Why LeBron James Will Opt-out of Miami Heat Contract in 2014
It doesn’t seem like it was very long ago that LeBron James decided to join the Miami Heat in the summer of 2010. Well, as soon as next season concludes, LeBron will have another important decision to make; he can stay with the Heat or opt-out of his six-year deal from 2010 and become a free agent.
So, will he?
Let's examine LeBron's potential reasoning behind both of his possible choices (opting out or opting in), and then we'll make a final verdict on what he will ultimately do.
Why LeBron Won't Opt-Out
If LeBron were to stay, it could be—in part—from his desire to prevent creating a free-agency experience similar to the one that occurred in 2010. The media tracked his every word and move, and it's possible LeBron just doesn't want to have to live through all of that hoopla again.
It also can't be ignored that fanbases turned on LeBron after he decided to join Miami. It wasn't just Cleveland Cavalier fans who felt slighted when he joined the Heat; fan bases of teams who attempted to sign LeBron, such as the New York Knicks, also felt that LeBron betrayed them. It's possible that LeBron simply doesn't want to give other fanbases the false hope of him joining their team, which an opt-out would certainly do, when his only reason for opting out is to secure five years of maximum money with the Heat.
Also, if Miami is where he wants to be, LeBron may not want to irritate the fans who pay to see him every night by giving them the impression that he is contemplating a change of scenery. In a sense, LeBron would really be making a big statement of how he regards the city and organization if he were to not even afford himself the opportunity to explore other options.
It's seems very improbable that Wade will opt-out of his current contract in 2014 because he will be 32 years old at the time, so there's little to no chance that he would command a contract that is more lucrative than his current one.
LeBron doesn't have that problem; every team in the NBA with enough money would be willing to offer him a maximum-length contract. If LeBron didn't want to make his buddy look inferior by being under a superior contract than he might not want to opt-out.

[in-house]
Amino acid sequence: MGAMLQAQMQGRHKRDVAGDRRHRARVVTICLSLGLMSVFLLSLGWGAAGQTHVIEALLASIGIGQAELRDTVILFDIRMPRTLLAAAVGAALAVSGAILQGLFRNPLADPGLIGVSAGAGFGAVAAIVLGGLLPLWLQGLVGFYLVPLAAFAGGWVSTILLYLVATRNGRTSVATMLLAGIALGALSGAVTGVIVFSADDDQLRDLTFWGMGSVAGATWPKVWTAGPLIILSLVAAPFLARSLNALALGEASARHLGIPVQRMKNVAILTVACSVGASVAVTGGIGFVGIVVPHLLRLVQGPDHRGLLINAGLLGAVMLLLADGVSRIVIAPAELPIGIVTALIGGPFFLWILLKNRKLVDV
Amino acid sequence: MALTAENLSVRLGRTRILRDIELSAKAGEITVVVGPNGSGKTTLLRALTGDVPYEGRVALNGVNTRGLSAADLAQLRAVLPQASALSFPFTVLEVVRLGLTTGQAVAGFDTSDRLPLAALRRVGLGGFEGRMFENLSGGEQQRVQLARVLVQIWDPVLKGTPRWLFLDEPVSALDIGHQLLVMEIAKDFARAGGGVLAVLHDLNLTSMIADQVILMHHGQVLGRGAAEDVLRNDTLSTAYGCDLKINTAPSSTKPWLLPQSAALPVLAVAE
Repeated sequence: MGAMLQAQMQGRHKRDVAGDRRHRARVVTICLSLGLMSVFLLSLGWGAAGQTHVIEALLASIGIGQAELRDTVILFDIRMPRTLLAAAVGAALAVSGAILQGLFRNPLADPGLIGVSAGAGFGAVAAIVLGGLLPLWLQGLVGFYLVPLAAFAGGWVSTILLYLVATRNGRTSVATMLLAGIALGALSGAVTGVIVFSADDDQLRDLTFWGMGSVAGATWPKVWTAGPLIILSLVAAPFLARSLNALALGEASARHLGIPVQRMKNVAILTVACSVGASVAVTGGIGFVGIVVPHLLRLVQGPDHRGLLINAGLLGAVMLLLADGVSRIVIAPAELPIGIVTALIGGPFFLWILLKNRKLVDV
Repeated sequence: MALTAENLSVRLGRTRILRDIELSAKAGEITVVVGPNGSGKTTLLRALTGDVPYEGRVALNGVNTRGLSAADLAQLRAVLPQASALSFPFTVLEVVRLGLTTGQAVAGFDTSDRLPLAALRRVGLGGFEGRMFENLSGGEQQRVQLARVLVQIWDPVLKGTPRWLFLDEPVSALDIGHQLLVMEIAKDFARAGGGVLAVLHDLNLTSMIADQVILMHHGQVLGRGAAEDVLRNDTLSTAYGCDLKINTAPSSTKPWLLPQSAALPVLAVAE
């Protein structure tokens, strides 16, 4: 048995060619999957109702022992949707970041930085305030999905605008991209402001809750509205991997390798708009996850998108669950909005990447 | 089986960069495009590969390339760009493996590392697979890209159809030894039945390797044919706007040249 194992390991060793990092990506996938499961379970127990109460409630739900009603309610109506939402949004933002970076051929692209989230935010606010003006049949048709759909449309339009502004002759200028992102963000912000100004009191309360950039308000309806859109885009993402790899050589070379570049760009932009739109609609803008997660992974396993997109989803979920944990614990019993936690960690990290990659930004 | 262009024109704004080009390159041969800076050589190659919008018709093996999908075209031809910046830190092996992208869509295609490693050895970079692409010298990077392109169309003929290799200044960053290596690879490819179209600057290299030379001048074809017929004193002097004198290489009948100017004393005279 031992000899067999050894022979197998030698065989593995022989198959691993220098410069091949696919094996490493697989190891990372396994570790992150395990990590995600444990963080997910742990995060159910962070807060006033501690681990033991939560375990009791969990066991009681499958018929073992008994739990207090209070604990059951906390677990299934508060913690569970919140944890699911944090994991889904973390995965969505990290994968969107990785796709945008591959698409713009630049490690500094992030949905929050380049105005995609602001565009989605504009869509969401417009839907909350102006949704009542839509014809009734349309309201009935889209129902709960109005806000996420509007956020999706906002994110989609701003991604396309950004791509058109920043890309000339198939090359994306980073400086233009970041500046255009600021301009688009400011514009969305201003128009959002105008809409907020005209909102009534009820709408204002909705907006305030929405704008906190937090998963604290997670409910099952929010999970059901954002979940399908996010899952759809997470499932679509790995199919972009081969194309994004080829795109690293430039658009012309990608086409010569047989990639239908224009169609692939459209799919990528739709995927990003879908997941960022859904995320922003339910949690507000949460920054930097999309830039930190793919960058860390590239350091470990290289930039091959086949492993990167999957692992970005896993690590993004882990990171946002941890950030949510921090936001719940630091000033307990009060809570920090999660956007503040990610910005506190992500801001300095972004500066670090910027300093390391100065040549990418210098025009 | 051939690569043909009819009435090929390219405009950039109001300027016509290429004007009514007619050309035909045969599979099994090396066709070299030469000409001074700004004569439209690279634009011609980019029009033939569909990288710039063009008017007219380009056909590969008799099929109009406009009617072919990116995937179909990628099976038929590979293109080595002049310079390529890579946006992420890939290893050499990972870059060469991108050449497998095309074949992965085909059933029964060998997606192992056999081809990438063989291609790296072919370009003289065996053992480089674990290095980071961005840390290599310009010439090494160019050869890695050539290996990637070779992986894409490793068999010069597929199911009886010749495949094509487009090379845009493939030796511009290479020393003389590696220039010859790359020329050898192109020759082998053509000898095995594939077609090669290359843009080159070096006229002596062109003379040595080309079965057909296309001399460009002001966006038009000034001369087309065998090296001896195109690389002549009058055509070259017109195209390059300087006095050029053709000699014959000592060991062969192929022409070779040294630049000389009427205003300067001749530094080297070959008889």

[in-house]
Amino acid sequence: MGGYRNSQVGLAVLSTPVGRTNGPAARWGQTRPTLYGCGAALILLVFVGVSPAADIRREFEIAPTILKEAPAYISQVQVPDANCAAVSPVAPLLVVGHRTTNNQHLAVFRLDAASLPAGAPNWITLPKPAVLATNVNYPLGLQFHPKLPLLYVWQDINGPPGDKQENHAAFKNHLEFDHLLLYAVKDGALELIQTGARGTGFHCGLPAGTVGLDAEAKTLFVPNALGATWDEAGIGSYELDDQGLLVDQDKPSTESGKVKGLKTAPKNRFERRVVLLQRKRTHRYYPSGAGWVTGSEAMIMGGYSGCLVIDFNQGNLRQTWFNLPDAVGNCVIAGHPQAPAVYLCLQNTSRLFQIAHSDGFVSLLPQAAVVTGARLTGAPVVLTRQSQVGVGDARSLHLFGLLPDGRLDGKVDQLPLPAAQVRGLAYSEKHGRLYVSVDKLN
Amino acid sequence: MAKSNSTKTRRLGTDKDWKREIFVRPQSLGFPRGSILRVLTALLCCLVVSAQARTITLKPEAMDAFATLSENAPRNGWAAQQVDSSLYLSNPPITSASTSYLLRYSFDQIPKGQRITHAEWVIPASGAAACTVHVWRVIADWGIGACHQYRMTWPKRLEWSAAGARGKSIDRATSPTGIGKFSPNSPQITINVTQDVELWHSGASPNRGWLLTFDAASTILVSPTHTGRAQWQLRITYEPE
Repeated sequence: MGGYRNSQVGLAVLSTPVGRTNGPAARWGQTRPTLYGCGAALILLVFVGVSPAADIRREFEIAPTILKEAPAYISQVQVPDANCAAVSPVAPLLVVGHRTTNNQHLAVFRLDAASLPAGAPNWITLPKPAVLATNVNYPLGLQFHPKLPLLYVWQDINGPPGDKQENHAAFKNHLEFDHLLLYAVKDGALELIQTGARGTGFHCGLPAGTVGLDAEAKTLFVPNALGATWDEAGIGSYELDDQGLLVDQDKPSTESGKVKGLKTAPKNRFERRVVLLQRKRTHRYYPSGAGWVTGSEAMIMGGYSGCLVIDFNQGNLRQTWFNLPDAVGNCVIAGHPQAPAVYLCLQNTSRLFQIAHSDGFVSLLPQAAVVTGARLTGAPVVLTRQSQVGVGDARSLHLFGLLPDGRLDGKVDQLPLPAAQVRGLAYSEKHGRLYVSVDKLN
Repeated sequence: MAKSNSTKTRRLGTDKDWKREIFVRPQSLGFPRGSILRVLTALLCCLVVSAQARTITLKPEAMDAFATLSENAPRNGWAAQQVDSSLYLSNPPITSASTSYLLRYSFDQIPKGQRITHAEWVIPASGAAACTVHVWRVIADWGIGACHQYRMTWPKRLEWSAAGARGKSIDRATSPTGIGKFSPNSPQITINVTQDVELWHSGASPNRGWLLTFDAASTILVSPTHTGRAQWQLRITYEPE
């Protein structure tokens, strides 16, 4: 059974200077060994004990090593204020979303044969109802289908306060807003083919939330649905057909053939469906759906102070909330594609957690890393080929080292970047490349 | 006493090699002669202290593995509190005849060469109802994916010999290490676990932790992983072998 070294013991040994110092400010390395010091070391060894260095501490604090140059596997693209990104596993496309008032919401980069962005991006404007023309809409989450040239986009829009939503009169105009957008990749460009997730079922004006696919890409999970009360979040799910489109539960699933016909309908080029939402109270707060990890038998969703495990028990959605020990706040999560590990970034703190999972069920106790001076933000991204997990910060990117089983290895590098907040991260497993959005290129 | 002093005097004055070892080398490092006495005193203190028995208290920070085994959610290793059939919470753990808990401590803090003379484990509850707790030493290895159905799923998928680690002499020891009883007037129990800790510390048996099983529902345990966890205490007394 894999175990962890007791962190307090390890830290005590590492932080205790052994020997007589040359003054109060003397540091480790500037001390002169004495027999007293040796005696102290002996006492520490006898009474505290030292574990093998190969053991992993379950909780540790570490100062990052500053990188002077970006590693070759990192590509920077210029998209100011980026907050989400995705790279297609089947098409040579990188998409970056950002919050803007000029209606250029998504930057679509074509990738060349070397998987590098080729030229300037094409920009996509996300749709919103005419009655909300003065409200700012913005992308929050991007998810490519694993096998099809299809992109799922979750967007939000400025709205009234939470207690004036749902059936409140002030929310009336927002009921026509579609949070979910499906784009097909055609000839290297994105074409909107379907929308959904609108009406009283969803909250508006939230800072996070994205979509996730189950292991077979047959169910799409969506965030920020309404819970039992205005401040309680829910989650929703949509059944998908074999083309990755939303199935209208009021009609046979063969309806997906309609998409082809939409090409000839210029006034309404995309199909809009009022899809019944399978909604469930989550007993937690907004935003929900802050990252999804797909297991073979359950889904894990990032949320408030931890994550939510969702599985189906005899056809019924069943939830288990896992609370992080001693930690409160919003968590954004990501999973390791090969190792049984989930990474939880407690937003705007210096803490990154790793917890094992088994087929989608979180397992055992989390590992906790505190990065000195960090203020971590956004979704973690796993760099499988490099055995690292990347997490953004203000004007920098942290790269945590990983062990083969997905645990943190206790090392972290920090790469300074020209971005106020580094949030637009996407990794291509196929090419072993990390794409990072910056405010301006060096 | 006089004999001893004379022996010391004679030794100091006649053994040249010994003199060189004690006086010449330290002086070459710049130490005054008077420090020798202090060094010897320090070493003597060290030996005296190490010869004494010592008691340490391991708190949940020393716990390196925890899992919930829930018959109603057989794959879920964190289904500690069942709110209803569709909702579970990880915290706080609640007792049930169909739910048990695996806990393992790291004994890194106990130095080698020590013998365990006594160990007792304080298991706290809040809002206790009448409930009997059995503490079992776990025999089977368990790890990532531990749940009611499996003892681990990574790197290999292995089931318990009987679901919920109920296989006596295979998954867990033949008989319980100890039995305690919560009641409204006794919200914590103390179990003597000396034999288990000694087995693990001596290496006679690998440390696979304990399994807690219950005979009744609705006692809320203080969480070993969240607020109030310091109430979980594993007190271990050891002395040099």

Why LeBron Will Opt-Out
Barring serious injury, whether LeBron wants to stay in Miami or whether he's considering leaving town, it benefits him financially to opt-out.
Due to his talent and age (he will be 29 years old by the summer of 2014), LeBron has all the leverage. If LeBron were to opt-out, the Heat would undoubtedly respond by offering him a five-year long maximum dollar contract. So, if LeBron's ultimate goal was to continue playing in Miami, opting out would easily be the best decision financially as it would result in him being signed to the team for three more years (at maximum money) after his current contract expires.
Regardless of whether he takes advantage of it or not, opting out also gives LeBron the option to explore the possibility of playing someplace other than Miami.
Maybe the Heat don't win a championship this year or the next, maybe Wade's ability at age 32 has severely declined and he and LeBron are not as potent of a duo or maybe there's another team with a couple of stars that can afford him; it seems very unlikely right now, but there is at least a possibility that in the summer of 2014 staying in Miami isn't the right long-term move for LBJ.
Simply put, though, opting out in 2014 is unquestionably a better decision for LeBron from a financial standpoint.
LeBron will almost certainly opt-out of his current contract in 2014. The reasoning for him potentially opting in is emotion based, but it just isn't smart to make a business decision based solely on emotion.
LeBron knows this. He did what was best for him when he left Cleveland for Miami in 2010, and he'll do what's best for him in 2014.
However, due to all the success LeBron has had and seemingly will continue to have in Miami leading up to 2014 as well as how close he seems to be with the organization, expect him to soon thereafter re-sign with Miami for five more years.
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